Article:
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Publication Detail
Dorsally and ventrally derived oligodendrocytes have similar electrical properties but myelinate preferred tracts.
  • Publication Type:
    Journal article
  • Publication Sub Type:
    Journal Article
  • Authors:
    Tripathi RB, Clarke LE, Burzomato V, Kessaris N, Anderson PN, Attwell D, Richardson WD
  • Publication date:
    04/05/2011
  • Pagination:
    6809, 6819
  • Journal:
    J Neurosci
  • Volume:
    31
  • Issue:
    18
  • Status:
    Published
  • Country:
    United States
  • Language:
    eng
  • Keywords:
    Animals, Cell Lineage, Corpus Callosum, Electrophysiology, Immunohistochemistry, Mice, Mice, Transgenic, Myelin Sheath, Oligodendroglia, Spinal Cord
Abstract
In the developing spinal cord, most oligodendrocyte precursors (OLPs) arise from the ventral ventricular zone (VZ) under the influence of Sonic Hedgehog, but a minority are generated from the dorsal VZ in a Hedgehog-independent manner. In the developing forebrain too, OLPs arise from both the ventral and the dorsal VZ. It is not known whether dorsally and ventrally derived oligodendrocyte (OL) lineage cells have different properties. We generated a dual reporter mouse line to color code ventrally and dorsally derived OLPs (vOLPs and dOLPs) and their differentiated oligodendrocyte progeny (vOLs and dOLs) for functional studies. We found that ∼80% of OL lineage cells in the postnatal spinal cord and ∼20% in the corpus callosum are ventrally derived. In both spinal cord and corpus callosum, vOLPs and dOLPs had indistinguishable electrical properties, as did vOLs and dOLs. However, vOLPs and dOLPs had different migration and settling patterns. In the spinal cord, vOLPs appeared early and spread uniformly throughout the cord, whereas dOLPs arrived later and remained mainly in the dorsal and dorsolateral funiculi. During adulthood, corticospinal and rubrospinal tracts became myelinated mainly by dOLs, even though vOLs dominated these tracts during early postnatal life. Thus, dOLPs are electrically similar to vOLPs but appear to outcompete them for dorsal axons.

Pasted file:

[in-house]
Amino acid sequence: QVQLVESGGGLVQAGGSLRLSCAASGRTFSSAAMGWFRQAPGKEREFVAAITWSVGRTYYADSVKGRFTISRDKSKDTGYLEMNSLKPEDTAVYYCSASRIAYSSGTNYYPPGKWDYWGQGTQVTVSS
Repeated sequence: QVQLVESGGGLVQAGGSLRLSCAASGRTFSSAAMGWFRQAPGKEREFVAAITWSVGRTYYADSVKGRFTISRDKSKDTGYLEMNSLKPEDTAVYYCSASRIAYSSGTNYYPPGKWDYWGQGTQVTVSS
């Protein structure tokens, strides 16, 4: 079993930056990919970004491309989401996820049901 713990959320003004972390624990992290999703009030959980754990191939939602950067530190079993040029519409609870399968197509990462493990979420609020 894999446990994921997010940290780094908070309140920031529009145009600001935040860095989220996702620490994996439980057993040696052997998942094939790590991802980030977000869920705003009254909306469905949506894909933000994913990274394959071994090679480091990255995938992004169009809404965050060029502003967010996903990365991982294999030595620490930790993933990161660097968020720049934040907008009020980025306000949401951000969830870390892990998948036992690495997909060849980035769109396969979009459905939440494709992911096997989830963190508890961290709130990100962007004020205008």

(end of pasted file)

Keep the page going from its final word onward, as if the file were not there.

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Cell & Developmental Biology
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Neuro, Physiology & Pharmacology
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Wolfson Inst for Biomedical Research
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